Well, now the news is out: The 2012 Ford Focus Electric, the company's first-ever mass-market battery electric vehicle, will be priced at $39,995.
Perhaps not coincidentally, that's exactly the price of the 2012 Chevrolet Volt, crosstown rival GM's extended-range electric vehicle (achieved by some specific feature reductions).
Both are compact five-door hatchbacks whose front wheels are powered solely by electric traction motors using electricity supplied from a lithium-ion battery pack that plugs into the electricity grid to recharge.
But that's where the similarities end.
- The Chevy has a range-extending internal combustion engine and a gasoline tank; the Ford has neither.
- The Focus Electric has a range of up to 100 miles, followed by a recharging period of several hours; the 2012 Volt can go as far as needed using gasoline once the battery is depleted.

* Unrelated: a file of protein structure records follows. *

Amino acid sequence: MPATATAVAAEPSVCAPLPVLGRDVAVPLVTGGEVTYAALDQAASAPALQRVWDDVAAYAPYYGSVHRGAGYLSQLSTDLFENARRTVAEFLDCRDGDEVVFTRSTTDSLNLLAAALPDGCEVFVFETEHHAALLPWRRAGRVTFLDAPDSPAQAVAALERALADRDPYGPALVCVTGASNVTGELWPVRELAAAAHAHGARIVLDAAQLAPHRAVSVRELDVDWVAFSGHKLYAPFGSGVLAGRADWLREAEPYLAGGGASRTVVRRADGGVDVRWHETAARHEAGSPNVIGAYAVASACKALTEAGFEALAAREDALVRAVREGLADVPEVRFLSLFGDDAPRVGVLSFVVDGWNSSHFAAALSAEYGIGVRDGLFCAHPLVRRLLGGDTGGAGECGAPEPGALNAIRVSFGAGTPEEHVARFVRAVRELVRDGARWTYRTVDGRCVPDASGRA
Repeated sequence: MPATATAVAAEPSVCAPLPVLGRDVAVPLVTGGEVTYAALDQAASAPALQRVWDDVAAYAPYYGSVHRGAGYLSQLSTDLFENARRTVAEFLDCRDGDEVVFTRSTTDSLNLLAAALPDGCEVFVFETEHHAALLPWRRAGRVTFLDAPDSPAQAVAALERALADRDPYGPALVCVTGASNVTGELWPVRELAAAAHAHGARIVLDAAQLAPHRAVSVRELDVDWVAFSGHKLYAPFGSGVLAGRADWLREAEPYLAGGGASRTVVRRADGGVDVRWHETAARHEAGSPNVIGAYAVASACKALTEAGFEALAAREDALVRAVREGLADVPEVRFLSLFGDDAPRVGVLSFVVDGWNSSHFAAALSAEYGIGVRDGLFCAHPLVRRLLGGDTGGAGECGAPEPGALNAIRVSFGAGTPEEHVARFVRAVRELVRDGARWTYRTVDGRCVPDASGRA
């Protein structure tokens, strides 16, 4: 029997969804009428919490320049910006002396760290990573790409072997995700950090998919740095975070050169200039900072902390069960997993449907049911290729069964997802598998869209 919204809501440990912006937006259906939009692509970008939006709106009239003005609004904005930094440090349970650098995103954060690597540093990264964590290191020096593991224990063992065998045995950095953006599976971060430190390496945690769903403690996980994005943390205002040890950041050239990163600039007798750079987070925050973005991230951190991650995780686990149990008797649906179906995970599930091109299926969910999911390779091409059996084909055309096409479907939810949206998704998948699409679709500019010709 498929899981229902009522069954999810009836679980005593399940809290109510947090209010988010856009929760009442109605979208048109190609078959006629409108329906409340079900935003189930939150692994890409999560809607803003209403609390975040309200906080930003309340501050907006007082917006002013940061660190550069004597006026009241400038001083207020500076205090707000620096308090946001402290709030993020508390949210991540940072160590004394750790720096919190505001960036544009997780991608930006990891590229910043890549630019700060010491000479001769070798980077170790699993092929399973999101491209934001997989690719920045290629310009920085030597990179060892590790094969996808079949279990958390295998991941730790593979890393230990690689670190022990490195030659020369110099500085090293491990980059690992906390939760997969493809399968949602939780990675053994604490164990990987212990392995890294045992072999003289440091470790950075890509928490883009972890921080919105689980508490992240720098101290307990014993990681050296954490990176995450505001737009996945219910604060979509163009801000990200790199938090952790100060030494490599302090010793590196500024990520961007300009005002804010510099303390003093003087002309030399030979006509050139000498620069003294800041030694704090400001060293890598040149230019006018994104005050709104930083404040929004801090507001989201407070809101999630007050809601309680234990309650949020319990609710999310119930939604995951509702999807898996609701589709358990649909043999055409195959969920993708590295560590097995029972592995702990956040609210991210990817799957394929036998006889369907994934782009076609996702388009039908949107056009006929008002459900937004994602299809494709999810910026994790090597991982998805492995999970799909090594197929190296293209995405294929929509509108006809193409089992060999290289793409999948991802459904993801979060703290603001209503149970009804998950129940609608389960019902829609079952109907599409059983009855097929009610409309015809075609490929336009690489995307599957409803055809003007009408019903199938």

- The 2012 Ford Focus Electric seats five; the Chevy Volt seats four.
- The Volt has a 3.3-kilowatt internal charger; the Ford's is 6.6 kilowatts, helping to close the gap in charging time for its larger battery pack.
- The Ford has a blue oval badge; the Chevy has a gold bowtie.
2011 Chevrolet Volt test drive, Michigan, October 2010
So leaving out the 2012 Nissan Leaf--which is both cheaper and imported--if you want to buy an American-built electric car, which one would you choose?
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